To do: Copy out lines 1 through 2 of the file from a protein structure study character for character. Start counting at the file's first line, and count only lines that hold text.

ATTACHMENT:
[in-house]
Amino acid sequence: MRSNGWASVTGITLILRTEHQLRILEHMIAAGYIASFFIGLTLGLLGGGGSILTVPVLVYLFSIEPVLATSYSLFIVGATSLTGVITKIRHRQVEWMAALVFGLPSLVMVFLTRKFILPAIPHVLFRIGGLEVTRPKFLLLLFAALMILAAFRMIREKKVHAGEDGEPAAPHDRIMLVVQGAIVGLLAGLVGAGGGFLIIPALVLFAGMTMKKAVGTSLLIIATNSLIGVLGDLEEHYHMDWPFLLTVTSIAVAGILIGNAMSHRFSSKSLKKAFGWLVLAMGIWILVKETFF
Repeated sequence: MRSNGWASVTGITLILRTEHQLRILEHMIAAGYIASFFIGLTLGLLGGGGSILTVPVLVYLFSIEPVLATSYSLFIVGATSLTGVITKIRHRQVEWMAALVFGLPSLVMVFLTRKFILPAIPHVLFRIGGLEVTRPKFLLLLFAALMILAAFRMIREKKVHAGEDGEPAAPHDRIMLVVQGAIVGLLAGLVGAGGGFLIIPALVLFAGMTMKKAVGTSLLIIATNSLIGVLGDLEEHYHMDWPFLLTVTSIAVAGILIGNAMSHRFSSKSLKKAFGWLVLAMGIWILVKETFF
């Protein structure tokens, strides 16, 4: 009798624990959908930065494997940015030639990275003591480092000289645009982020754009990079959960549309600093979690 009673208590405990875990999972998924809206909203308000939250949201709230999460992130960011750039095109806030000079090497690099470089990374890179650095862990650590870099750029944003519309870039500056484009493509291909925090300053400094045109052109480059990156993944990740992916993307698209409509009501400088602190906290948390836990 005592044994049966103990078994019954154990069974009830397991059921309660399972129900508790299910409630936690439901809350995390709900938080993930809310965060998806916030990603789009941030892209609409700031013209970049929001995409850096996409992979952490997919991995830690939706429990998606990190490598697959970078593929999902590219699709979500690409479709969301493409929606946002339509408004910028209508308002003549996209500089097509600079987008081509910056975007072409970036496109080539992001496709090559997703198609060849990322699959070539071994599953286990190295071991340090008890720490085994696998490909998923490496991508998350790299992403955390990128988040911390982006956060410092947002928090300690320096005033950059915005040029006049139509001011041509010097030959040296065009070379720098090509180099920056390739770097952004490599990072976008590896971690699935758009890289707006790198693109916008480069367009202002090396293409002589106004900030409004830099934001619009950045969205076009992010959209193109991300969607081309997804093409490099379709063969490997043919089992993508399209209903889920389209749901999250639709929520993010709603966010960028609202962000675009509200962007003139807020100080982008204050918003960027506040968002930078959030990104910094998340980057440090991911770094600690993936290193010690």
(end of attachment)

[in-house]
Amino acid sequence: MRSNGWASVTGITLILRTEHQLRILEHMIAAGYIASFFIGLTLGLLGGGGSILTVPVLVYLFSIEPVLATSYSLFIVGATSLTGVITKIRHRQVEWMAALVFGLPSLVMVFLTRKFILPAIPHVLFRIGGLEVTRPKFLLLLFAALMILAAFRMIREKKVHAGEDGEPAAPHDRIMLVVQGAIVGLLAGLVGAGGGFLIIPALVLFAGMTMKKAVGTSLLIIATNSLIGVLGDLEEHYHMDWPFLLTVTSIAVAGILIGNAMSHRFSSKSLKKAFGWLVLAMGIWILVKETFF